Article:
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Prioritizing cloud security initiatives

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Friday, Jul 12, 2019

Today, for any organization, migrating to the cloud is not just an option; it’s a de facto mandate. There are several considerations that an organization needs to take into account to ensure a smooth and secure migration to the cloud. And when the security budgets are limited, which security initiatives are prioritized can dictate the success or failure of an organization’s cloud migration journey. Specifically, the questions that a CISO needs to be able to answer are:

  1. Which strategic investments should be made in the initial phases vs. the latter phases?
  2. Should the people investments be internally focused, or should the organization seek external help?
  3. Which technical investments are going to yield the best ROI?

As I attended the inaugural AWS re:Inforce event in Boston this June, I got a better sense of how CISOs may be thinking about these initiatives. Let’s take a look at each of these in detail.

Strategic Initiatives

In speaking with the CISOs and security leaders at re:Inforce, I learnt that internal alignment on the cloud migration strategy is top of mind for them. Even though there may be a CEO directive for cloud migration, getting the entire executive team on board as well as educating the business unit leaders about how security in the cloud will be as good or better than the on-prem environment is seen as an essential step in ensuring a successful journey to the cloud. So, as a CISO, the most important strategic initiative to start with is to educate, align, and build confidence internally that you have developed a plan for a smooth and secure journey to the cloud.

Skills & Resource Initiatives

Most organizations have had on-prem IT infrastructure for the last few decades. There are few (if any) “born in the cloud” enterprises. In fact, we should expect that most enterprises will have hybrid IT infrastructure for the foreseeable future. So, it is no surprise that the IT and security staff is skilled in managing and securing on-prem infrastructure. How should the CISOs then approach the security skills gap in the cloud journey? In my discussions with the security leaders at re:Inforce, the sensible approach seemed to be two-fold. First is to do a cloud skills assessment of the current IT staff and determine how well-versed they are on cloud provider environments, architecture, operations, and development. Based on the result of this assessment, the second step is to figure out the level of external help needed to train the staff to own the ongoing security operations of the cloud-based infrastructure. The main takeaway is not to go at the cloud journey alone; temporarily leverage external resources and develop a long-term plan for in-house ownership.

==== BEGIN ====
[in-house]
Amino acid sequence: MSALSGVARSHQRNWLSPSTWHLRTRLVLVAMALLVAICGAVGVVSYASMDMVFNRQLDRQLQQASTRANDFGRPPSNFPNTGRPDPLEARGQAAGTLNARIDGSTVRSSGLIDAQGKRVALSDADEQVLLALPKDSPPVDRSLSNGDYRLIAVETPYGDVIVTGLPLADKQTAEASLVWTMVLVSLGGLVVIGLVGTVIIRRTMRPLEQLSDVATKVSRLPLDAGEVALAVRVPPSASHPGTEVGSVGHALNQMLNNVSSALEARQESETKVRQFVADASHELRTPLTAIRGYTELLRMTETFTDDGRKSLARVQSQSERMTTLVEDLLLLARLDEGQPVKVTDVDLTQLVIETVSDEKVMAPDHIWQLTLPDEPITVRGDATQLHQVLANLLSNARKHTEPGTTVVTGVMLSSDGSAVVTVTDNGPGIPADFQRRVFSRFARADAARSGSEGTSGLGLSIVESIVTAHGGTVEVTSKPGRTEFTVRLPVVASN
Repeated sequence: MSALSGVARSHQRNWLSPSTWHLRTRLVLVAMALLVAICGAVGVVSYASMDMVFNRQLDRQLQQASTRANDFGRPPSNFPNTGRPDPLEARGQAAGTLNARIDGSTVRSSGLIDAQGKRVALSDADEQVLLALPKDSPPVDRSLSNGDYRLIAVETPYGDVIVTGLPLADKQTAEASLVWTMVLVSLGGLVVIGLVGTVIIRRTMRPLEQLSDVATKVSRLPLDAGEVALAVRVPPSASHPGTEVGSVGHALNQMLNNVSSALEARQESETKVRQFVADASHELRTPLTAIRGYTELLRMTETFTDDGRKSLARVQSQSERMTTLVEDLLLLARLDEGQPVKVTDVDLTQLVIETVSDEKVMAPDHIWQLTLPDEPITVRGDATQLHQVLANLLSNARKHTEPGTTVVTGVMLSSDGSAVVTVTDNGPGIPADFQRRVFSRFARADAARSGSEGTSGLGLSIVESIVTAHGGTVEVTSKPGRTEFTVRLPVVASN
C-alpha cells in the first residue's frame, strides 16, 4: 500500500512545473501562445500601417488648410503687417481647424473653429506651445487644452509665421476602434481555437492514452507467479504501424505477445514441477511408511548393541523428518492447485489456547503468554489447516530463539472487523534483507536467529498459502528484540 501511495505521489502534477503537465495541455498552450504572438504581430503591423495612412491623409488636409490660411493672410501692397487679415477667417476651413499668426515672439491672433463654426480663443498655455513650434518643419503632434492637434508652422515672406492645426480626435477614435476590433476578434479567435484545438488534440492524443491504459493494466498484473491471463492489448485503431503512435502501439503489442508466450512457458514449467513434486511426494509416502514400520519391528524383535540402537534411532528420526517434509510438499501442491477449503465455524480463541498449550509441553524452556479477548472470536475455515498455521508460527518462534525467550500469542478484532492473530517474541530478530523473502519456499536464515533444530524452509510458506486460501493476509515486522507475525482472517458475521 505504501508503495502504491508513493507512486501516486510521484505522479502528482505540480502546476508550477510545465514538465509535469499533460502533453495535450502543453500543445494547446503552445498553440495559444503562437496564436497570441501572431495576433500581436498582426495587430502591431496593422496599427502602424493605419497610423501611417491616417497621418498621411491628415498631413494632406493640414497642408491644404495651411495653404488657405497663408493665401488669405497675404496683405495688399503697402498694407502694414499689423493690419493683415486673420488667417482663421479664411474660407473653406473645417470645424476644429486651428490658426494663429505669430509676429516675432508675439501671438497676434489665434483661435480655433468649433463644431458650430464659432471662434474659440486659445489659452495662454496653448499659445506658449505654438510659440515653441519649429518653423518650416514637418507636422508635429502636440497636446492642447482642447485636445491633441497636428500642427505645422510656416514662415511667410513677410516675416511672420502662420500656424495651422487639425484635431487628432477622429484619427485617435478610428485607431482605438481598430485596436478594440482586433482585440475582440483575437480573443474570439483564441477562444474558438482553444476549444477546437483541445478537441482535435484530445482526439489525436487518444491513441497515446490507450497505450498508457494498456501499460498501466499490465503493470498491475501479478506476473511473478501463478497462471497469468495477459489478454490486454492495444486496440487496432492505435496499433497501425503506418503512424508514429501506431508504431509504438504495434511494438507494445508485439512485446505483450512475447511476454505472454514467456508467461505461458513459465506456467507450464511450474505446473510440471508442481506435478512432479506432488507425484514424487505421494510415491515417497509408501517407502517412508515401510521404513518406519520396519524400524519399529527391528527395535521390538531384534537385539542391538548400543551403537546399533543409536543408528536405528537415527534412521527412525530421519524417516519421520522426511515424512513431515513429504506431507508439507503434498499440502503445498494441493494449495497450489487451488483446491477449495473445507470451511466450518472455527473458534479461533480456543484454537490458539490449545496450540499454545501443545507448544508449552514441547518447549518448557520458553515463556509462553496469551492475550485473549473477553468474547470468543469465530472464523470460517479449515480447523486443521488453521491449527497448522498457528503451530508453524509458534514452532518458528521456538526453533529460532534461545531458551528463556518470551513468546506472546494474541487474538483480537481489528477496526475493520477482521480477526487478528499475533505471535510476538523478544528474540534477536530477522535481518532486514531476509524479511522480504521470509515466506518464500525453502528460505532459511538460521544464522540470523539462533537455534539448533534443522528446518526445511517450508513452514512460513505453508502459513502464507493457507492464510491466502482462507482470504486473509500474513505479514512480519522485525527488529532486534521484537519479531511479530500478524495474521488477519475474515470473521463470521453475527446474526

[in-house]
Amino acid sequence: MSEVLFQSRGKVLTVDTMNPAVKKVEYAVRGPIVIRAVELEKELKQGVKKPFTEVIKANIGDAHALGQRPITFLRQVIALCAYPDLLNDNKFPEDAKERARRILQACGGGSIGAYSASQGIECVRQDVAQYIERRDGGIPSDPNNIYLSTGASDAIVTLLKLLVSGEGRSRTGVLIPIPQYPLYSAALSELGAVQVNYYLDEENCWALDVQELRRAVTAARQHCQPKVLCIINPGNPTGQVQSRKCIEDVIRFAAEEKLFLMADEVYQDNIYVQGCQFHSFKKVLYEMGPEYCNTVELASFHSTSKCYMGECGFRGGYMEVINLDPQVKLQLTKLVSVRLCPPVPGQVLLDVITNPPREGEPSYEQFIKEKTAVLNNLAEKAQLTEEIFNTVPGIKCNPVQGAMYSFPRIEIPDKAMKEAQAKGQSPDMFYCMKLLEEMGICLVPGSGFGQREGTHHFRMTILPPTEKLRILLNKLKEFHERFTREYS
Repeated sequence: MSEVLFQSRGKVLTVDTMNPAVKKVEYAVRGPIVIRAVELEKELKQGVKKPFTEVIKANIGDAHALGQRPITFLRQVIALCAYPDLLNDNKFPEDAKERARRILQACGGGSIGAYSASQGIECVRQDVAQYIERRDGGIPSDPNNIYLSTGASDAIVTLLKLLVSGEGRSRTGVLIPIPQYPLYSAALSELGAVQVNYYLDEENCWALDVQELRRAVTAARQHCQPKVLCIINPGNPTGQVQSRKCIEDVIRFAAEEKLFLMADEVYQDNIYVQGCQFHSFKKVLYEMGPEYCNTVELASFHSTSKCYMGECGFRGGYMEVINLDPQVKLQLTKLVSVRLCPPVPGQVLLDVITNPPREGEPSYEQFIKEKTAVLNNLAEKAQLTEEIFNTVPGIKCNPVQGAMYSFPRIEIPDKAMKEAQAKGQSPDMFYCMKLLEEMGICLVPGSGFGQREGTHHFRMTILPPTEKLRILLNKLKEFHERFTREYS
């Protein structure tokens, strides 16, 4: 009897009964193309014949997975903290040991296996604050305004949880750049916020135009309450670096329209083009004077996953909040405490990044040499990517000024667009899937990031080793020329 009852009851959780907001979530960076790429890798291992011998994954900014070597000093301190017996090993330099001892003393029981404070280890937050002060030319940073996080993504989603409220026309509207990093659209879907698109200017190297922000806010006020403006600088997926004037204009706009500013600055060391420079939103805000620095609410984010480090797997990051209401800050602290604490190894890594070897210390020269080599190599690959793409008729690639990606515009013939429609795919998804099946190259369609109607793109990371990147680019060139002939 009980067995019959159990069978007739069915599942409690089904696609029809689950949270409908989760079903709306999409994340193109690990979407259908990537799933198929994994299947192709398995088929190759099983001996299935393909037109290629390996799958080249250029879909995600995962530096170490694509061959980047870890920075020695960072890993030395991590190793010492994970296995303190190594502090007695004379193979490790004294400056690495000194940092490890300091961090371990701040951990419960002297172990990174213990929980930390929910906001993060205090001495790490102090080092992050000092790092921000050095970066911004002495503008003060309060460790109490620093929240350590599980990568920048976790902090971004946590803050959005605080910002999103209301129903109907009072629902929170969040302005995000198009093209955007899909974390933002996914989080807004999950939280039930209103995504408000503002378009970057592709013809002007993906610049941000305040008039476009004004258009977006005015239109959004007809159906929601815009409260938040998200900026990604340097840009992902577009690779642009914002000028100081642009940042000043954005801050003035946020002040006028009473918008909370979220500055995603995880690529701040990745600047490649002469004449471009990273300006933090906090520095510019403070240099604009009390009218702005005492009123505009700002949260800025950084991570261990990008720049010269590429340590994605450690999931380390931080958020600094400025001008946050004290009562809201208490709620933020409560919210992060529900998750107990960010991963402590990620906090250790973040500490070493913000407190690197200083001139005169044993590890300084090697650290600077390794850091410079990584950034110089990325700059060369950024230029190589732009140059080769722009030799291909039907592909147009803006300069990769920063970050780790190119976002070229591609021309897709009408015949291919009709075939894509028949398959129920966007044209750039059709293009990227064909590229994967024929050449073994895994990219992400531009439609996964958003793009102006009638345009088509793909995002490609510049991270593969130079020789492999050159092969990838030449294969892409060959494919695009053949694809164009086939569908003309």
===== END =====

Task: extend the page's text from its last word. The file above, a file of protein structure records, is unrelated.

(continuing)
Technology Initiatives

Securing cloud infrastructure is a whole different ball game from securing its on-prem counterpart. Because in the cloud, the security perimeter neither exists nor is it within an organization’s control. Hence, the technology investments for securing the cloud infrastructure is less about buying perimeter infrastructure like firewalls and IPSs and more about complying with data protection standards, implementing a configuration and vulnerability management framework, and developing a business continuity plan when running applications in the cloud provider environment. Specifically, under the shared responsibility model of cloud security, CISOs must understand what the cloud provider is responsible for (and capable of) and what the CISO’s organization is responsible for in order to ensure comprehensive security.

Running a lean business is about focusing on core competencies and outsourcing non-core operations. Securing the cloud infrastructure is no different. In the same way that CIOs delegate to a SaaS application provider for hosting the application while maintaining in-house responsibility for the business aspects of the application, CISOs should be delegating the infrastructure responsibilities to the cloud provider while maintaining security policy responsibilities in-house. As an example, when an organization secures access to the Internet and cloud-based resources using Forcepoint’s converged security platform, it is purchasing security as a utility -- where Forcepoint provides a secure and resilient infrastructure while the organization maintains policy control over how its traffic is secured. This approach ensures a smooth and secure migration to the cloud in a cost-efficient manner.

 

About the Author

Nirav Shah

Nirav Shah is a product management leader at Forcepoint focusing on network and cloud security initiatives that help accelerate digital transformation of distributed enterprises.